“What wilderness we decide to save within the next critical decade or two of decision-making will be all we will ever have. Probably it will not be enough…The wilderness of the North Cascades is a national resource of the future, not merely a local commodity, and we need it all, as a nation.” – William O. Douglas, 1965.
By Oliver Lazenby
The ranger paused when I told her where I wanted to camp that night. “Do you know how far that is?” It was already 10 a.m. and I had just walked into the Glacier Public Service Center. I wanted to hike to Whatcom Pass before dark. The Ruth Creek Valley, Hannegan Pass and the Chilliwack Valley all separate Whatcom Pass from the trailhead – a 17-mile stretch.
I did know how far it was, and it was farther than I really wanted to hike. But I wanted to get to my ultimate destination and catch a glimpse of the Challenger Glacier at the northern end of the Picket Range, rather than spend the night deep in the Chilliwack Valley.
While there are taller mountains in the North Cascades, the chain of jagged peaks and hanging glaciers that make up the Picket Range is, in many ways, the climax of North Cascades National Park.
The North Cascades National Park complex, which includes the Ross Lake National Recreation Area and Lake Chelan National Recreation Area, totals more than 680,000 acres. Other federally protected lands – national forests, wilderness areas and national recreation areas – surround the park. It’s the rare wilderness in the contiguous United States where one can get 17 miles or more from a trailhead.
The North Cascades National Park complex has 236,000 acres of old-growth forest, one-third of all the glaciers in the lower 48 and just 34 miles of paved road. In an area of impressive remoteness and ruggedness, the Pickets are the most remote and rugged corner.
The ruggedness is an act of geology and the remoteness is something humans had a hand in. The creation of North Cascades National Park in 1968 keeps pavement far away.
At the ranger station, with the sun climbing higher, the distance to Whatcom Pass seemed like an inconvenience in my thirst to see the Challenger Glacier (“a very pig of a glacier,” Fred Beckey calls it in his Cascade Alpine Guide); the long walk – the thing that makes the Pickets remarkable – seemed something to get through on the way to the prize. I knew the valleys would be beautiful, but I’d driven through a pretty valley on the way to the trailhead, I reasoned. I wanted to see ice and rock.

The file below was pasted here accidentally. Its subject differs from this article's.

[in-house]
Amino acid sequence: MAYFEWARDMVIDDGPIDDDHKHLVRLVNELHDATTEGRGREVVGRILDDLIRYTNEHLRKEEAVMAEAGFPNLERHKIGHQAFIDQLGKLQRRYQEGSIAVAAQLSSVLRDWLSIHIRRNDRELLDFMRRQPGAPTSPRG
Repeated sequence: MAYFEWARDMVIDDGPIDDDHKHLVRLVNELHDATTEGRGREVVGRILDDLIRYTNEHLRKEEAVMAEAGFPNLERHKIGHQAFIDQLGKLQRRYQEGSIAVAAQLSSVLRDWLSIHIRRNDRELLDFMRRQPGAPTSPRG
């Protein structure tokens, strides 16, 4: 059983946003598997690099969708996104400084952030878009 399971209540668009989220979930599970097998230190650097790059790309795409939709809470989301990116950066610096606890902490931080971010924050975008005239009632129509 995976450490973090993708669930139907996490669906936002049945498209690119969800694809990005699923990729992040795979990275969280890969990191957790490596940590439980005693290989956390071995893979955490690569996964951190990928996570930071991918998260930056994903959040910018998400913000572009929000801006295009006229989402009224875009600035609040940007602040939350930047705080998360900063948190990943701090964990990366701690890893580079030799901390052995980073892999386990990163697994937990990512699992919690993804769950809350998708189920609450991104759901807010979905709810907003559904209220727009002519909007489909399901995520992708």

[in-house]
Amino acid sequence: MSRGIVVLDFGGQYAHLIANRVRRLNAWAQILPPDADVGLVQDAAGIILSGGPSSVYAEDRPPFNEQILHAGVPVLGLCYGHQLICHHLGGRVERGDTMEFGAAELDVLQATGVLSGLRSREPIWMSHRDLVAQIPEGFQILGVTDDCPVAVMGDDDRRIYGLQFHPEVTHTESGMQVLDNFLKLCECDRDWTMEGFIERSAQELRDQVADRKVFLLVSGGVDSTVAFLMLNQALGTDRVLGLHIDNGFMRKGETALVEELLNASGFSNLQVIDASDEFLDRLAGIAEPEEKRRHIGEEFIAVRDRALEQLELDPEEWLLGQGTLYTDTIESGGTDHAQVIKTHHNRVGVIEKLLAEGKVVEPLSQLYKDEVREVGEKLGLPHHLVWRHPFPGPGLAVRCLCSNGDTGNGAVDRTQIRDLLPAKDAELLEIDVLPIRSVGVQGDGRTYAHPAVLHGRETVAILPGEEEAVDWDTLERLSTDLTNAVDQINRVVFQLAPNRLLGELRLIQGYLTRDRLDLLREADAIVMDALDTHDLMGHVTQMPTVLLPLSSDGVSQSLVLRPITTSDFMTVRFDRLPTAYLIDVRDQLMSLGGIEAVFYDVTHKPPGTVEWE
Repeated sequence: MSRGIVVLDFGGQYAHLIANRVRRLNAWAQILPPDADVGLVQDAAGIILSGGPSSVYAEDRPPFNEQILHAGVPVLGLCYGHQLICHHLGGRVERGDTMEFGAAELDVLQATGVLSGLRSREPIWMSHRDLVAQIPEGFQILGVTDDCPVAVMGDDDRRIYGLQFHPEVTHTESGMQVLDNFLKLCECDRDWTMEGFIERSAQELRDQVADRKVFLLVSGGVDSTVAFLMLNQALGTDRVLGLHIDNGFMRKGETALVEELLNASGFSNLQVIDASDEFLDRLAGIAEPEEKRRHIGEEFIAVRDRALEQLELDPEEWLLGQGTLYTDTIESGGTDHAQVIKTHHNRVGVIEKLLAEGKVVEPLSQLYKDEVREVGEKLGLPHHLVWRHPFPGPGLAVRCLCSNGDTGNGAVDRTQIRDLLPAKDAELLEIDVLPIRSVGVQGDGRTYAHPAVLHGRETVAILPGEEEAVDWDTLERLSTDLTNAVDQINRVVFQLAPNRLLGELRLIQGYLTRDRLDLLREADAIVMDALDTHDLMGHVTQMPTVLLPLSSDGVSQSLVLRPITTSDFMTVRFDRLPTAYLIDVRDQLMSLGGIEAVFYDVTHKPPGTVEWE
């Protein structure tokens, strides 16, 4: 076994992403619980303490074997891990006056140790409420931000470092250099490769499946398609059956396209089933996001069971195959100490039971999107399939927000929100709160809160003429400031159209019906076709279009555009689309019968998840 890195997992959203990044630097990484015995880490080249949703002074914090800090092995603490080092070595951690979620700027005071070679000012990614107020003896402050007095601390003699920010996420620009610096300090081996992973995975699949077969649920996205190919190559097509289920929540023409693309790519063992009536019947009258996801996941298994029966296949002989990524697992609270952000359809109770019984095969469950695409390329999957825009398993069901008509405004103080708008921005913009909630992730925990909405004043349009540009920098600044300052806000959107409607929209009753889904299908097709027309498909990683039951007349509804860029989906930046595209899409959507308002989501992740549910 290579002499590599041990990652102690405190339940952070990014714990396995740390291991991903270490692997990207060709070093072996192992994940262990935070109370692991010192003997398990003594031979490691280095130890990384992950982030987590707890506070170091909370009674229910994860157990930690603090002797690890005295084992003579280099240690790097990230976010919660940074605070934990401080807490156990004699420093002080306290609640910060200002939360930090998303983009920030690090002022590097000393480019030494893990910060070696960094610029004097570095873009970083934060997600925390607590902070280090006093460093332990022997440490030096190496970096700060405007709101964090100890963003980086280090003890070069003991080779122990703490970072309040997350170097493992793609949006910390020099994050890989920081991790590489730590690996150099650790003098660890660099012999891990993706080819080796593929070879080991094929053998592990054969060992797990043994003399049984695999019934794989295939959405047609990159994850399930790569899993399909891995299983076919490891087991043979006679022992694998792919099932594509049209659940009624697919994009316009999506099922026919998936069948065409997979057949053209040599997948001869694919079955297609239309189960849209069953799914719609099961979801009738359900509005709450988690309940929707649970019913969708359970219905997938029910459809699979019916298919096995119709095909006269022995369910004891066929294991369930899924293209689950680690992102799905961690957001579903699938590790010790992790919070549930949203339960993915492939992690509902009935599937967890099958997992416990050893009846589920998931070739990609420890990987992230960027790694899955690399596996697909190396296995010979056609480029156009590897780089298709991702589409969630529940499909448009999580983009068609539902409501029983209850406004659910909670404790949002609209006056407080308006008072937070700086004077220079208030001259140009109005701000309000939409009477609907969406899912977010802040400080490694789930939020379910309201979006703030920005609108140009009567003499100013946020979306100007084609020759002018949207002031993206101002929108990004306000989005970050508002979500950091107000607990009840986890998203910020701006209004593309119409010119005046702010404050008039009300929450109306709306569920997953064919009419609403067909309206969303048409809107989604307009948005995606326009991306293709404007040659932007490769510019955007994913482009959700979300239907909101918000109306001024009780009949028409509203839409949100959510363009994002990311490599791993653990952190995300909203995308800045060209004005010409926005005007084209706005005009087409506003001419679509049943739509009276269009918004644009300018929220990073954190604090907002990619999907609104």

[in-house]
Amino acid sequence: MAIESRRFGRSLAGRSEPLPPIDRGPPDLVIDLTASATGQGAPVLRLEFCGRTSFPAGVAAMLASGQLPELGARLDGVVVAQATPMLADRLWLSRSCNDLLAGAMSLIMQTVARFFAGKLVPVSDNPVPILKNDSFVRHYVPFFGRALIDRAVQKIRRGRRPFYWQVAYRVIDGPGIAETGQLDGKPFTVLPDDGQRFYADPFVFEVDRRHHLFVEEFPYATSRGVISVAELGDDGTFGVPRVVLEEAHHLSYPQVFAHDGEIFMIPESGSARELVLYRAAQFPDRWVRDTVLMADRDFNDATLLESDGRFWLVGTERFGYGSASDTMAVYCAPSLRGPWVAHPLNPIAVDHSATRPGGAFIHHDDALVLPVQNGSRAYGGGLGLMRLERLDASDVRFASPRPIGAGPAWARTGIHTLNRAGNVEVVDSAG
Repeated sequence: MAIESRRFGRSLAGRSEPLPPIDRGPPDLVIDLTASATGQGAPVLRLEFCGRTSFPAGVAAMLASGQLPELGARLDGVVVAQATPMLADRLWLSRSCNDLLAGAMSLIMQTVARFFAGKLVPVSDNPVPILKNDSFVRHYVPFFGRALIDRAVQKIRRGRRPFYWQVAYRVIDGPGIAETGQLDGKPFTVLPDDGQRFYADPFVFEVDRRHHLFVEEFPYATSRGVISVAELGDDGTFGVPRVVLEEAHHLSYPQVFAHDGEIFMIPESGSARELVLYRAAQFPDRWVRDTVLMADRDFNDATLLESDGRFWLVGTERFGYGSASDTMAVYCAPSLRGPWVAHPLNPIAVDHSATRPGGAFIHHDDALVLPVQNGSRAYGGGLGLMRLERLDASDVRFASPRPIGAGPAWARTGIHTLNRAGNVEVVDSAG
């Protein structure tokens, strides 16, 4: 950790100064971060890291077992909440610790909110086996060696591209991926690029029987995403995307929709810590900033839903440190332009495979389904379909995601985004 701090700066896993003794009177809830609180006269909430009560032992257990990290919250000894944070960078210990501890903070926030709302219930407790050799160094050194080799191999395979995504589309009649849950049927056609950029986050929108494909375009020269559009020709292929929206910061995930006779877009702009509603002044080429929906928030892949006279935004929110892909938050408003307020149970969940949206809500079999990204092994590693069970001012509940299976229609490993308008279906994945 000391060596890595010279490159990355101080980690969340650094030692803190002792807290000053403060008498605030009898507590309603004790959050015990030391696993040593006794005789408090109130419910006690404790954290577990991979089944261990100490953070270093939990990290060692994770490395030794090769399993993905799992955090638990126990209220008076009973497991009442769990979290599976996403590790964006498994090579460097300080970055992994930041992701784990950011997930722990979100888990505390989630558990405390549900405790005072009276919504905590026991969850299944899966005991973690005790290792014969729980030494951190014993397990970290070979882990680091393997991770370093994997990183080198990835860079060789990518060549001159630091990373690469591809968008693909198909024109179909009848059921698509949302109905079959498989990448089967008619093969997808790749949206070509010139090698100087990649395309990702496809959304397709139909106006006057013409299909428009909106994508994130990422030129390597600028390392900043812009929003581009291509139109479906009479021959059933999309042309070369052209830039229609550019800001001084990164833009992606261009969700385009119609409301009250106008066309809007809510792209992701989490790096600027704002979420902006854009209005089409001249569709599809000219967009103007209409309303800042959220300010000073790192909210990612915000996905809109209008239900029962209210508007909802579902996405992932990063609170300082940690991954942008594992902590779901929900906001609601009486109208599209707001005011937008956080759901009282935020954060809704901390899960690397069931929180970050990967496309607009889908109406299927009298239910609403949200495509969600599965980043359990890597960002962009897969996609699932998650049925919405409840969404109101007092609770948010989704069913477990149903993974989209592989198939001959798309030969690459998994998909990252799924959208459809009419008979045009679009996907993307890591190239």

In early proposals for a North Cascades wilderness designation, whether the Pickets would be protected was never much of a question. Protecting the long valleys that guard the range in every direction, however, took a decades-long fight.
Advocates for protecting the North Cascades faced a dilemma about which agency should manage the wilderness – the U.S. Forest Service or the National Park Service. To many conservationists, it was a choice of two bad options.
The National Park Service had created and managed a catalog of parks that were designed to be experienced through car windows if one didn’t want to get out. On the other hand, recent U.S. Forest Service wilderness proposals had left out areas deemed useful for logging, protecting just alpine ridges. Many wilderness advocates felt they couldn’t trust the Forest Service with valuable timber, or the National Park Service with one of the lower 48’s biggest roadless areas.
In the end, the National Park Service won out. A study team proposed development to accommodate crowds, with helicopters and trams to shuttle visitors to remote places like the Picket Range, as Lauren Danner writes in her book, “Crown Jewel Wilderness.” (The book is a must-read for more information on the park’s creation.)
But North Cascades National Park is tram-less today. Two years after President Lyndon Johnson signed North Cascades National Park into law, the National Environmental Policy Act was enacted in 1970. The act required federal agencies to complete studies showing potential environmental effects of their proposals, adding expense and more bureaucracy to the process of building trams in the park. It became too difficult and costly.
The result is far fewer people see the Pickets than otherwise would. But could a place like the Picket Range add value to the lives of those who don’t get to see it? I like knowing that a range so wild and seemingly unconquerable by industry is out there, even if it’s hard to reach.
Many park advocates and even politicians in the 1960s thought so, too. Wyoming Senator Clifford Hansen opposed a park service proposal to build tramways to the Pickets, saying in a senate committee meeting, “I think a national park is to preserve something else. It is not to try to get people access to every square foot of an area. It is to set aside an area of singular national significance.”
After cresting a familiar path over Hannegan Pass, I entered the national park. Now, a ridgeline from the road, the wilderness took on a different character. A marmot on the trail ahead refused to move until I was 10 feet away.
Shortly after, I passed a park service trail crew carrying heavy tools and a 36-inch chainsaw. They were hiking a similar distance and sawing fallen trees along the way, so I stopped worrying about the long hike to my campsite.
I arrived at Whatcom Pass in time to watch the Challenger Glacier turn pink as the sun sank. It didn’t disappoint. What I didn’t expect, though, is that I was equally drawn to the long, dark, old-growth valley on the other side of Whatcom Pass.